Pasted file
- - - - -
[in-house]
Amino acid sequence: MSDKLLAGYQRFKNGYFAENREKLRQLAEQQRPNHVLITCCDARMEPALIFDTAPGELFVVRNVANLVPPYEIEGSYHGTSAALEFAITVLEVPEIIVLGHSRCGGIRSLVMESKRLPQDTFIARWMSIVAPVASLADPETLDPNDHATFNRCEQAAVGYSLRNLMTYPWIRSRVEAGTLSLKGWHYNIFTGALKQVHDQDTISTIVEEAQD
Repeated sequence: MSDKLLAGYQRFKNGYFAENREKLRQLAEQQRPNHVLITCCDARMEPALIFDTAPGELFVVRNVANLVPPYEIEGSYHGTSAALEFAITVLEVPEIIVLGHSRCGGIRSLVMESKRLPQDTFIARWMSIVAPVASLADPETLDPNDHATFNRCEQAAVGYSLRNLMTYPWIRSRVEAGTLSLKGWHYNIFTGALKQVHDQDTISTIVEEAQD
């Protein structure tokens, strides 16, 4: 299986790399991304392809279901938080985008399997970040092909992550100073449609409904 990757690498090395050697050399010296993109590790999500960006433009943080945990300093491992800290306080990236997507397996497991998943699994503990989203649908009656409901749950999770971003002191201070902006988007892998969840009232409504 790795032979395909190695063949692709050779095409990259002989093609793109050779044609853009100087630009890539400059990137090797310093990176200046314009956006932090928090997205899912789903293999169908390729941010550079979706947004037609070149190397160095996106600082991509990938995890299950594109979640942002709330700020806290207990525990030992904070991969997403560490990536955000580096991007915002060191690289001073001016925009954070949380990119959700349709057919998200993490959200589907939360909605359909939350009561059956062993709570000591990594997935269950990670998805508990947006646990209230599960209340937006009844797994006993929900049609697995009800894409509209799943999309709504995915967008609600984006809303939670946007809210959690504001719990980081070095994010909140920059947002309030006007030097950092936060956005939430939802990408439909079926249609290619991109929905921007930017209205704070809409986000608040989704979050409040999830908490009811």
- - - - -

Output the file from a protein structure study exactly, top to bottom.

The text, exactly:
[in-house]
Amino acid sequence: MSDKLLAGYQRFKNGYFAENREKLRQLAEQQRPNHVLITCCDARMEPALIFDTAPGELFVVRNVANLVPPYEIEGSYHGTSAALEFAITVLEVPEIIVLGHSRCGGIRSLVMESKRLPQDTFIARWMSIVAPVASLADPETLDPNDHATFNRCEQAAVGYSLRNLMTYPWIRSRVEAGTLSLKGWHYNIFTGALKQVHDQDTISTIVEEAQD
Repeated sequence: MSDKLLAGYQRFKNGYFAENREKLRQLAEQQRPNHVLITCCDARMEPALIFDTAPGELFVVRNVANLVPPYEIEGSYHGTSAALEFAITVLEVPEIIVLGHSRCGGIRSLVMESKRLPQDTFIARWMSIVAPVASLADPETLDPNDHATFNRCEQAAVGYSLRNLMTYPWIRSRVEAGTLSLKGWHYNIFTGALKQVHDQDTISTIVEEAQD
């Protein structure tokens, strides 16, 4: 299986790399991304392809279901938080985008399997970040092909992550100073449609409904 990757690498090395050697050399010296993109590790999500960006433009943080945990300093491992800290306080990236997507397996497991998943699994503990989203649908009656409901749950999770971003002191201070902006988007892998969840009232409504 790795032979395909190695063949692709050779095409990259002989093609793109050779044609853009100087630009890539400059990137090797310093990176200046314009956006932090928090997205899912789903293999169908390729941010550079979706947004037609070149190397160095996106600082991509990938995890299950594109979640942002709330700020806290207990525990030992904070991969997403560490990536955000580096991007915002060191690289001073001016925009954070949380990119959700349709057919998200993490959200589907939360909605359909939350009561059956062993709570000591990594997935269950990670998805508990947006646990209230599960209340937006009844797994006993929900049609697995009800894409509209799943999309709504995915967008609600984006809303939670946007809210959690504001719990980081070095994010909140920059947002309030006007030097950092936060956005939430939802990408439909079926249609290619991109929905921007930017209205704070809409986000608040989704979050409040999830908490009811």